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Total Restoration

(October 2016) posted on Mon Nov 14, 2016

It’s unusual for the museum to repaint a sign, but this Cincinnati icon commanded a complete overhaul.


By Tod Swormstedt

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Anyone who has visited the American Sign Museum or is a regular reader of this column knows that it’s the museum’s general policy not to repaint signs. Of the 600-plus signs currently in the museum’s collection, only five have been repainted. Two of the five are installed outside and would’ve continued to deteriorate if we had not repainted them. The majority of our signs are on display inside the museum, and for the most part, we leave the sign’s finish “as is” as part of that sign’s history.
Just recently, however, we added a sixth to our number of repainted signs. And not only was the sign repainted, but it was completely restored “from the ground up,” as is said.
The sign was for the East End Café – a Cincinnati landmark for more than a century. The sign is a 12-ft. vertical or “blade” style, most likely built and installed in the mid-1930’s as evidenced by its late-Art Deco lines. It had undergone a number of repaints – many done very poorly – over the years, and its neon was long gone when we acquired it in 2015. The original “STAG ONLY” copy had been covered over with the more politically correct “Established in 1887.” My sensibilities really wanted to get it back to the original copy, including the correct typeface, and as luck would have it, we were able to. Here’s how the restoration went:
Somewhere under the layers of paint was a clue to that original copy, so we began scraping off the paint with a razor blade. To our surprise, the paint was relatively easy to remove, again probably due to the thickness of the layers. Our go-to signpainter Tim McComas (Brushworks, Cincinnati) and I scraped awhile and soon found that we could actually see the original graphics once we got down to the bare metal. We then turned the job over to Martin Wartman, the son of Tom Wartman, who works in our in-house neon shop, Neonworks. Martin followed the sign down the street to United-Maier Signs, where it was moved to undergo further restoration. Once Martin had completely scraped the paint, McComas made patterns of the original lettering and Deco borders.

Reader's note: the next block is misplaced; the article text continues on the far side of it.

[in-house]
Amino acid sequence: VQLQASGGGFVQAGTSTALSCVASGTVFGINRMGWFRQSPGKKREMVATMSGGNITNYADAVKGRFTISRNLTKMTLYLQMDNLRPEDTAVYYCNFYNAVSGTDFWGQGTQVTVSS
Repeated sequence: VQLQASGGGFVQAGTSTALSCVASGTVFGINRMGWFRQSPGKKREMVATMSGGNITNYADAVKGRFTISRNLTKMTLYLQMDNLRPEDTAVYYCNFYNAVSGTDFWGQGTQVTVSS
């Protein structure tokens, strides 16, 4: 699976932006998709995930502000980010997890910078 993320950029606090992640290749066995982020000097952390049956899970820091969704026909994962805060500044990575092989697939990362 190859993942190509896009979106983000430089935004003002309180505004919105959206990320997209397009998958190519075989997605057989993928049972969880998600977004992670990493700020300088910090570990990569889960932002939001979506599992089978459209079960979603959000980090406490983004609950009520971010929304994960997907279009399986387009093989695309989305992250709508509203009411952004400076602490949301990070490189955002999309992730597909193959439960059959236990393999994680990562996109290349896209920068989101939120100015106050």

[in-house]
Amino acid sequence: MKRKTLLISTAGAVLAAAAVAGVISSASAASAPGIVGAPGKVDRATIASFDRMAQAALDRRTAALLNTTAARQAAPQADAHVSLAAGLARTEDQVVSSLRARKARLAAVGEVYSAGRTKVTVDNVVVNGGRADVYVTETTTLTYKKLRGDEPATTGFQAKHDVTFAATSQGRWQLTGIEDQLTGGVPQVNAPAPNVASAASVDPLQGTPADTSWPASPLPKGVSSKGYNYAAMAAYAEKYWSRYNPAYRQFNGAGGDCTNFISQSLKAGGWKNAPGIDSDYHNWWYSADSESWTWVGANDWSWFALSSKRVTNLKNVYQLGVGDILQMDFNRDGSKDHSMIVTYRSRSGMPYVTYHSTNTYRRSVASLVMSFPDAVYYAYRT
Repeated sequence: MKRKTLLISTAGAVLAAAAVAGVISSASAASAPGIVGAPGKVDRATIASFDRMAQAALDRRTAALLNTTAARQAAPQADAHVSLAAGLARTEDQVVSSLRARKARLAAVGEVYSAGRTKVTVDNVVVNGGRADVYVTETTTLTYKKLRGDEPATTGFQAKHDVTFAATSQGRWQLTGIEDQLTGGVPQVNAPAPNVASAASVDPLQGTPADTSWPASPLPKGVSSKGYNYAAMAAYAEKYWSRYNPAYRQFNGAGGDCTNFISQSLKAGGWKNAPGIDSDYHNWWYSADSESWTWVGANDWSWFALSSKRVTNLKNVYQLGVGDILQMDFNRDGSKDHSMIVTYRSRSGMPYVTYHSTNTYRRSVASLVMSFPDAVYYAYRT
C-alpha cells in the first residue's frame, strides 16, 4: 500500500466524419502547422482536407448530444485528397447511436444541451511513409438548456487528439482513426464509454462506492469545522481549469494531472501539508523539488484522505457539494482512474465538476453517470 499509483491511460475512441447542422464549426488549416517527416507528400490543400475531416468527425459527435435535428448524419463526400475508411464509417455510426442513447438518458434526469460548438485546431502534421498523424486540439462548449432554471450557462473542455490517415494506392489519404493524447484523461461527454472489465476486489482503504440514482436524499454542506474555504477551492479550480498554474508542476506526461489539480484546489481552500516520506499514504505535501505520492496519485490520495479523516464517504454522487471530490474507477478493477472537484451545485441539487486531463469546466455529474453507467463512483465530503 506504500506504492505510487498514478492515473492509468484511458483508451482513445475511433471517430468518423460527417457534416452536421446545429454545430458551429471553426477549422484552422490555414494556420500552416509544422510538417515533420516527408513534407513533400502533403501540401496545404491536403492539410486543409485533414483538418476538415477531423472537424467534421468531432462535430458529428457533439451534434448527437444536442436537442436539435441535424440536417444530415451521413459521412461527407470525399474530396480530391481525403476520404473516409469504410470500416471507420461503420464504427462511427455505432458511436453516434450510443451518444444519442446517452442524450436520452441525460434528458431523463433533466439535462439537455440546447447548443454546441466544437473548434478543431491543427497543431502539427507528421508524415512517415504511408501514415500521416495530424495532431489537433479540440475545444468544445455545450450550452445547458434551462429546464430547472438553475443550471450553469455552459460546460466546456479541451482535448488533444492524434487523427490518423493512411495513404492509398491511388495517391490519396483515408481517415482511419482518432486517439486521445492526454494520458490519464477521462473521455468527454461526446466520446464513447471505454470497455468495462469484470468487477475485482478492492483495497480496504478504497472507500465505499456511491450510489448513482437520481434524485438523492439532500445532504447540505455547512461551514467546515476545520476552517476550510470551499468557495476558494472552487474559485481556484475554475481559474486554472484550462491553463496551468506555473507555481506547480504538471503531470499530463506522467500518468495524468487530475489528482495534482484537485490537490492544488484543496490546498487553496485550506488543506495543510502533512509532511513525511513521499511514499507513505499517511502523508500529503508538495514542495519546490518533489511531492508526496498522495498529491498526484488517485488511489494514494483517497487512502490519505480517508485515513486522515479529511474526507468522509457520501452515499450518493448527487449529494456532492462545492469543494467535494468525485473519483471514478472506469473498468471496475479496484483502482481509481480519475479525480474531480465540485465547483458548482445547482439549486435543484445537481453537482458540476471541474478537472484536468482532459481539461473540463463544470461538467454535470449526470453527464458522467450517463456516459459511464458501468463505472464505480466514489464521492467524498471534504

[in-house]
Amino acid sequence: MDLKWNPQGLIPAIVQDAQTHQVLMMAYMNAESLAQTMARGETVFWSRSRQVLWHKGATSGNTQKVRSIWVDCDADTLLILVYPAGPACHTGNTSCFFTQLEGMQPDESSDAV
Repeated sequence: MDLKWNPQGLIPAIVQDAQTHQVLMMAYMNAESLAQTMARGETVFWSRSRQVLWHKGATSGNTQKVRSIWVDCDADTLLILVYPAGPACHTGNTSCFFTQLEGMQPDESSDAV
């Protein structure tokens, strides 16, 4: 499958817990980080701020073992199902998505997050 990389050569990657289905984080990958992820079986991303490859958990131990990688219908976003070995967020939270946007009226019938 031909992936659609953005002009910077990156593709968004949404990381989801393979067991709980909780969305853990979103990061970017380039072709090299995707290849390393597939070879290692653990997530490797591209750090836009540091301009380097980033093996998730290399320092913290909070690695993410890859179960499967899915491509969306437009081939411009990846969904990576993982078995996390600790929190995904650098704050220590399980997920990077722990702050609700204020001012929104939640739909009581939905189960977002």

Three things happened at United-Maier. First, Bobby Ellis – United’s sheetmetal man – fashioned and spliced-in aluminum wherever the original sheetmetal had rusted out. Then United’s Steve Allegree primed and painted the entire sign cabinet with a forest green as was typical of signs in the ’30s and ’40s.
Despite the iconic status of the sign, our research resulted in obtaining only distant images of the original sign, and all were, of course, black-and-white. When it came time for McComas to letter the sign, he and I discussed a few color combinations and settled on what you see here. The format of the lettering and the Deco borders was definitely true to the original since McComas was able to make patterns from the bare metal. Once the sign was lettered, it was time for Martin and his father, Tom, to rewire the sign, and for Tom’s Neonworks partner, Greg Pond, to bend the glass.
Picking the colors of glass required another educated guess. Tom and I thought the noviol gold and clear red made sense given the paint’s color scheme. But we were puzzled by the positioning of the top and bottom border tubes. The half circle at the top made some sense, but the placement of a single line of neon under the “STAG ONLY” copy didn’t jibe with the neon borders wrapping the bullnose ends. Because we had scraped the paint down to the bare metal, we could see each and every original housing hole – some of which had been plugged late in the sign’s life. In the end, we configured the neon how we thought it had originally been placed, based on the housings.
The project was our first complete restoration. Although we’re not setting a precedent for future signs, I’m sure there will be more situations where a total restoration is in order, and we’ll be able to draw from our experience with the East End Café sign.


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